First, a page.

GY308      Half Unit
The Economic Geography of Growth and Development

This information is for the 2021/22 session.

Teacher responsible

Prof Olmo Silva STC 5.06a

Availability

This course is available on the BA in Geography, BSc in Economic History and Geography, BSc in Economics, BSc in Environment and Development, BSc in Environmental Policy with Economics and BSc in Geography with Economics. This course is available with permission as an outside option to students on other programmes where regulations permit and to General Course students.

Course content

The course will introduce students to the framework and tools used by economists to study the processes of growth and development, and analyse its determinants. After a short discussion of the basic modelling framework, the course will focus on empirical aspects. First, it will discuss the drawbacks and failures of simple models in which technological change fully determines the rate of growth of a country or region. Then it will present a set of enriching ingredients, which will allow for a better understanding of why different countries and regions around the world are characterised by different stages of development. The presentation of the material will be structured around four main blocks: Human Capital, Education and Growth; Trade and Globalization; the Role of Geography and History; and the New Institutional Paradigm. The course will close with a discussion of how the original framework worked out by economists back in ‘60s, coupled with new insights, provides a flexible tool to derive policy implications for growth and development.



Topics covered:

1. Stylized facts and a general economic framework for studying growth

2. Physical and human capital accumulation

3. Trade and globalization: their effects on growth and inequality

4. The Role of Geography and History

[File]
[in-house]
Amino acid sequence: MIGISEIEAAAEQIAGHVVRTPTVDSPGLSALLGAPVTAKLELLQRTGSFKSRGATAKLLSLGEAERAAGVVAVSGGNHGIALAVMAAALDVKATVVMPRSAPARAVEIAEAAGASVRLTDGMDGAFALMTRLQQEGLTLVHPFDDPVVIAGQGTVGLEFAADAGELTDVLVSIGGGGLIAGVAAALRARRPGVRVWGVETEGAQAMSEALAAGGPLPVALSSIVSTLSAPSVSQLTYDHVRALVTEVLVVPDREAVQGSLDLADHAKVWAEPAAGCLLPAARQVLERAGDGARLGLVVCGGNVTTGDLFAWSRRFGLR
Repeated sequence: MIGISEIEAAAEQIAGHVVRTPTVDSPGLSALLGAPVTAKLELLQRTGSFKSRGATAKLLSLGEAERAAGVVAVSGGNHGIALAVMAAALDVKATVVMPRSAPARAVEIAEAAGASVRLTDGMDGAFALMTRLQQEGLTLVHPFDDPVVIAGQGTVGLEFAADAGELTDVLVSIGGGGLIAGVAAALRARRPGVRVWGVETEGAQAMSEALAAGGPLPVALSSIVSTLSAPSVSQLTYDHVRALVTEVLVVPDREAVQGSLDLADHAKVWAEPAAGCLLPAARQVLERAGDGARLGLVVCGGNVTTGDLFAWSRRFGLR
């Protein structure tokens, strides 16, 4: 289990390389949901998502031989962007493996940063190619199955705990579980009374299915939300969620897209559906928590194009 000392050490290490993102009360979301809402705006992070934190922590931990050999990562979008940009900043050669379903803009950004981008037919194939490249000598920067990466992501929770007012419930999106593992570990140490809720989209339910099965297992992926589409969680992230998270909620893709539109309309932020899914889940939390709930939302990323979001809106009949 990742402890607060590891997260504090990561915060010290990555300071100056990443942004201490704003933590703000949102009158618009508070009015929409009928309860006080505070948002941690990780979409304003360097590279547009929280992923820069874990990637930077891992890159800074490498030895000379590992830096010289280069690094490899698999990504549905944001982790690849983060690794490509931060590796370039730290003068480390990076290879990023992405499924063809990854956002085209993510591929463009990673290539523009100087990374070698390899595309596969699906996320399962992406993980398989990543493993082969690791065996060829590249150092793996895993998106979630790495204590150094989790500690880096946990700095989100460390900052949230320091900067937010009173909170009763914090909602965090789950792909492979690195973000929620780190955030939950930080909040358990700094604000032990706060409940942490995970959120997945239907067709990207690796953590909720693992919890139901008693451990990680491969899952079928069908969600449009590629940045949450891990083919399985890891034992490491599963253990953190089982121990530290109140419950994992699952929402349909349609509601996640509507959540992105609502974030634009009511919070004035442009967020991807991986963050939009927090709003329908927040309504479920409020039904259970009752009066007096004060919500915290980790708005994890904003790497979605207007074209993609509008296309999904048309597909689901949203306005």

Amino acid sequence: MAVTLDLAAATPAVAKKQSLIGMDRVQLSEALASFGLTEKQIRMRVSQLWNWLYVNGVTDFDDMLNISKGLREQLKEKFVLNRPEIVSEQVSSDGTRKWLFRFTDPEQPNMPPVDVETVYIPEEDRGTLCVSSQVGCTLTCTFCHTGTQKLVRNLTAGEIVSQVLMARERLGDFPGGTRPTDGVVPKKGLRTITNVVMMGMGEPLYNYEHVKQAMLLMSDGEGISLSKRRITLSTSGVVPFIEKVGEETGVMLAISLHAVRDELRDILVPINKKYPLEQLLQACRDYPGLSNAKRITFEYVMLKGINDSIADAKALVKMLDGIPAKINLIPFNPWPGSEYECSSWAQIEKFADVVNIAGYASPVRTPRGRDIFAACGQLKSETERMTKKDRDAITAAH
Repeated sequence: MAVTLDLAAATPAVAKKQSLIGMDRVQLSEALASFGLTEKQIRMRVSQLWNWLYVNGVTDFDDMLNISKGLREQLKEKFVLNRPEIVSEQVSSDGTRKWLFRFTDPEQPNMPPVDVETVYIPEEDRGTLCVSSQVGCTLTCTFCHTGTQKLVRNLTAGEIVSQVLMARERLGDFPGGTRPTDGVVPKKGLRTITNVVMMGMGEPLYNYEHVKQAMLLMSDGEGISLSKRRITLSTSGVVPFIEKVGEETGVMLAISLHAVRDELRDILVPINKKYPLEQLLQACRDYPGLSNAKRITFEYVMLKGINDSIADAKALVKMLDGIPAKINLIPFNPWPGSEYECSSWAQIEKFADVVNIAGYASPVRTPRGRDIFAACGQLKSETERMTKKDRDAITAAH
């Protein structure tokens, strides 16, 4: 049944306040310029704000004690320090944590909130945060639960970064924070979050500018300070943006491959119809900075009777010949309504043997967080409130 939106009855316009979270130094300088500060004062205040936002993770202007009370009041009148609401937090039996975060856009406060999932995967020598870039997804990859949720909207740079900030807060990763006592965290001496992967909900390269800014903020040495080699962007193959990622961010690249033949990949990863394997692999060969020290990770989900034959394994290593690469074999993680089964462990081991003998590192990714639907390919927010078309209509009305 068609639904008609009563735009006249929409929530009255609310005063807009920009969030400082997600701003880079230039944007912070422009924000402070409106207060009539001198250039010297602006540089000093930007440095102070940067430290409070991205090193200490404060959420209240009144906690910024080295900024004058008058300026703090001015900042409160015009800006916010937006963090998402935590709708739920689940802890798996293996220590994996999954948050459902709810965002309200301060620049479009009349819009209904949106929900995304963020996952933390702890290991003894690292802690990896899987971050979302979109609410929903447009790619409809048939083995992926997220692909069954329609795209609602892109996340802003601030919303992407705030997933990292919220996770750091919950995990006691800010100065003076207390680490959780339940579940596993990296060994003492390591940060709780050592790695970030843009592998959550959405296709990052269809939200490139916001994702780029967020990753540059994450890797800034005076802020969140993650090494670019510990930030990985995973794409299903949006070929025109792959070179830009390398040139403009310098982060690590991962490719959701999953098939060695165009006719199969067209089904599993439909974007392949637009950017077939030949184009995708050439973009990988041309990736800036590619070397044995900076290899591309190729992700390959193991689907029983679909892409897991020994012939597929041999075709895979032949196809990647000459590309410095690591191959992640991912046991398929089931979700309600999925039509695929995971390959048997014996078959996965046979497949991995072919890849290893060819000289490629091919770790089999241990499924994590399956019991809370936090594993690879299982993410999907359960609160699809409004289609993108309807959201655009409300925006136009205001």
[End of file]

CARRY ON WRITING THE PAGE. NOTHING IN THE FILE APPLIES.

5. Institutions and growth

Teaching

In the Department of Geography and Environment, teaching will be delivered through a combination of classes/seminars, pre-recorded lectures, live online lectures, in-person lectures and other supplementary interactive live activities.

 

This course is delivered through a combination of classes and lectures across Lent Term.

 

This course includes a reading week in Week 6 of Lent Term.

Formative coursework

Students will be expected to prepare for group discussion of some readings and hand in short essays. There is also a class debate (normally taking place in Week 9 during the students' assigned classes) where students are asked to work in small groups and deliver a presentation on an assigned debate topic.

Indicative reading

- Mankiw, G. (1995): “The Growth of Nations”, Brookings Papers on Economic Activity, vol. 1.

- Van Reenen, J. and B. Sianesi (2003): “The Returns to Education: A Review of the Empirical Macro-Literature”, IFS Working Paper WP02/05 (appendix material is optional).

- Wolf, A. (2004): “Education and Economic Performance: Simplistic Theories and their Policy Consequences”, Oxford Review of Economic Policy, vol. 20.

- Edwards, L. and R. Lawrence (2010): “US Trade and Wages: The Misleading Implications of Conventional Trade Theory”, NBER Working Paper 16106.

- Frankel, J. and D. Romer (1999): “Does Trade Cause Growth?”, American Economic Review, vol. 89.

- Krugman, P., Richard C. and T.N. Srinivasan (1995): “Growing World Trade: Causes and Consequences”, Brookings Papers on Economic Activity, vol. 1 (excluding discussions).

-Autor, D., D. Dorn and G. Hanson (2012): “The China Syndrome: Local Labor Market Effects of Import Competition in the United States”, NBER Working Paper 18054.

- Henderson, J. V., T. Squires, A. Storeygard, and D. Weil (2018): “The Global Distribution of Economic Activity: Nature, History and the Role of Trade”, Quarterly Journal of Economics, vol. 133(1).

- Nunn, N. and D. Puga (2012): “Ruggedness: The Blessing of Bad Geography in Africa”, Review of Economics and Statistics, vol. 94(1).


- Persson, T. and G. Tabellini (1994): “Is Inequality Harmful for Growth?”, American Economic Review, vol. 84.

- Rodrik, D., A. Subramanian and F. Trebbi (2004): “Institutions Rule: The Primacy of Institutions over Geography and Integration in Economic Development”, Journal of Economic Growth, vol. 9.

- Tabellini, G. (2010): “Culture and Institutions: Economic Development in the Regions of Europe”, Journal of the European Economics Association, vol. 8.

Assessment

Exam (100%, duration: 2 hours) in the summer exam period.

Key facts

Department: Geography & Environment

Total students 2020/21: Unavailable

Average class size 2020/21: Unavailable

Capped 2020/21: No

Value: Half Unit

Guidelines for interpreting course guide information

Personal development skills

  • Leadership
  • Self-management
  • Team working
  • Problem solving
  • Application of information skills
  • Communication
  • Application of numeracy skills
  • Commercial awareness
  • Specialist skills